Californians take for granted that bars, restaurants and other workplaces are smoke-free, thanks to legislation that took effect 20 years ago.
But in much of the state, particularly in the San Joaquin Valley, it’s perfectly legal to suck on battery-operated cigarettes and exhale toxic vapors that can affect the health of co-workers and patrons.
Americans for Nonsmokers Rights reports that 61 California cities have ordinances restricting e-cigarettes. Among the cities that don’t: Fresno, Visalia, Bakersfield, Modesto and Stockton. The Valley needs to wise up.
Sen. Mark Leno, D-San Francisco, is carrying legislation to treat e-cigarettes the same as tobacco cigarettes by banning their use in workplaces, including bars. That’s no small task.
Major tobacco companies, which own e-cigarette brands, have imposed on malleable legislators to kill past attempts to regulate the electronic nicotine delivery devices. Knowing that money speaks to politicians, tobacco companies spent more than $3 million on California campaigns in 2013 and 2014.
Gov. Jerry Brown, who has accepted $162,000 in tobacco money in recent campaigns, is a national voice on the environment. Surely his interest in clean air should extend to bars where working people increasingly have to decide between keeping their jobs and inhaling toxic vapor. He ought to take a stand in favor of Leno’s bill, SB 140.
Brown’s new state health officer, Dr. Karen Smith, makes clear that although e-cigarettes are not as well researched yet as tobacco cigarettes, secondhand vapor, like secondhand smoke, contains unacceptable levels of carcinogens. “We know it is bad. We know it contains toxic substances,” Smith said in an interview with a Sacramento Bee editorial board member.
Leno has support for his bill from some influential groups including the California Medical Association and Service Employees International Union-United Healthcare Workers.
But most groups that backed the 1994 ban are missing in action. The California Labor Federation, the California Hospital Association and the California Restaurant Association all took early and courageous stands in favor of the smoking ban 20-plus years ago.
E-cigarettes, which have been on the market for eight years, employ the slick marketing techniques that worked so well for tobacco cigarettes, especially among adolescents: free samples, sweet flavors, celebrity testimonials and product placement on shows watched by their coveted demographic, young people. Insipid ads for the leading nicotine inhaler company, blu eCig, are all over television aimed at young adults. The pitchman seems so sincere, so honest, so hip. It’s big business.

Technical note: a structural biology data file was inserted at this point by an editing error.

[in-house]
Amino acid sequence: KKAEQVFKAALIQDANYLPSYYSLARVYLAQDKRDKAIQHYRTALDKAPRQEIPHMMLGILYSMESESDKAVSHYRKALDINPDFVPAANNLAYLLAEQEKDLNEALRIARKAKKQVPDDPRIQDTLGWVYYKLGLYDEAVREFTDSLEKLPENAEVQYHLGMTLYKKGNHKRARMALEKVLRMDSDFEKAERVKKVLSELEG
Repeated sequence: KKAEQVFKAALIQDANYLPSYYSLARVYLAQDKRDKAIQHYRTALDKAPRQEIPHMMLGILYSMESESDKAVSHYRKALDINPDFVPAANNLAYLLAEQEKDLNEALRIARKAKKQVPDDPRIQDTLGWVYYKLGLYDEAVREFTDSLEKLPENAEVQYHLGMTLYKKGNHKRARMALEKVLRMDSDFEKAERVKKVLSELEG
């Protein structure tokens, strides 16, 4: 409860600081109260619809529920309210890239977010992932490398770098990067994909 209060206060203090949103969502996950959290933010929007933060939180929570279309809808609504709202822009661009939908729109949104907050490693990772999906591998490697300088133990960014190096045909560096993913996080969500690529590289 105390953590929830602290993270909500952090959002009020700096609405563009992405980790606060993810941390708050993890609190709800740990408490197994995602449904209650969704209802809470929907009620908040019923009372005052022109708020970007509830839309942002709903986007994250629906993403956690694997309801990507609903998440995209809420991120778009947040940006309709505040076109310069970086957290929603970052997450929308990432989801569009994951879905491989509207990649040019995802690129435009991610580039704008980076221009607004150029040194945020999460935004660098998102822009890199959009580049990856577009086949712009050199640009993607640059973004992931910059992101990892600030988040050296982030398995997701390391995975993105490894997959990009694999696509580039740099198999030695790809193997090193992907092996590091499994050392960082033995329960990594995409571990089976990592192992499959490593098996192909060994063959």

Lorillard, the nation’s third-largest cigarette company, bought blu for $135 million in 2012. Reynolds American, the nation’s second-largest cigarette company, is buying Lorillard for $27 billion, and is selling some brands, including blu, to a British tobacco company for $7 billion. In the last legislative session in Sacramento, blu paid $211,000 for lobbying.
To counter the impact, California is spending $7 million on a statewide ad campaign intended to show young people that tobacco companies are manipulating them by getting them to vape. The ads are powerful, if late.
This year, the California State Health Officer issued a report saying e-cigarettes “emit at least 10 chemicals that are … known to cause cancer, birth defects or other reproductive harm.” The report said that in 2014, more teens used e-cigs than tobacco cigarettes. Consumption tripled among people 18 to 29.
Public health experts say young people who become hooked on nicotine delivered by battery-operated devices ultimately will turn to smoking. “Comprehensive steps taken now can prevent a new generation of young people from becoming addicted to nicotine, avoid future health disparities and avert an unraveling of California’s approximately $2 billion, 25-year investment in public health efforts to prevent and reduce tobacco use in California,” the report said.
This isn’t about vapers’ rights. Adults can do as they please. But as the saying goes, other people’s rights end at our noses. The rest of us should not be expected to breathe the fumes of other people’s addictive and toxic vice.